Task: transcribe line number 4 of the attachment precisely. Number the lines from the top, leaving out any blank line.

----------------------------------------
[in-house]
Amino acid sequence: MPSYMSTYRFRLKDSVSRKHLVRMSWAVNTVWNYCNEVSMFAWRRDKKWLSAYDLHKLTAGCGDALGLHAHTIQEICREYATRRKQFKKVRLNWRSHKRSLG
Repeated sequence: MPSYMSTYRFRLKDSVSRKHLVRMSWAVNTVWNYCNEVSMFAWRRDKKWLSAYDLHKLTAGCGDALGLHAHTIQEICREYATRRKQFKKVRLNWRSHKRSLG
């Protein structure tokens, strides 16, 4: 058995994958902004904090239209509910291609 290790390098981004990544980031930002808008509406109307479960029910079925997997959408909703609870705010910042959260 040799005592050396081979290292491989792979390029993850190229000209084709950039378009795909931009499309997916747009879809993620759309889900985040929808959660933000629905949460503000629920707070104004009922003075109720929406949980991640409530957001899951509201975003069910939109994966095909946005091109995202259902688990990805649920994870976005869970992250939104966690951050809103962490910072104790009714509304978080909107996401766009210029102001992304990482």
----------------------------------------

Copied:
């Protein structure tokens, strides 16, 4: 058995994958902004904090239209509910291609 290790390098981004990544980031930002808008509406109307479960029910079925997997959408909703609870705010910042959260 040799005592050396081979290292491989792979390029993850190229000209084709950039378009795909931009499309997916747009879809993620759309889900985040929808959660933000629905949460503000629920707070104004009922003075109720929406949980991640409530957001899951509201975003069910939109994966095909946005091109995202259902688990990805649920994870976005869970992250939104966690951050809103962490910072104790009714509304978080909107996401766009210029102001992304990482």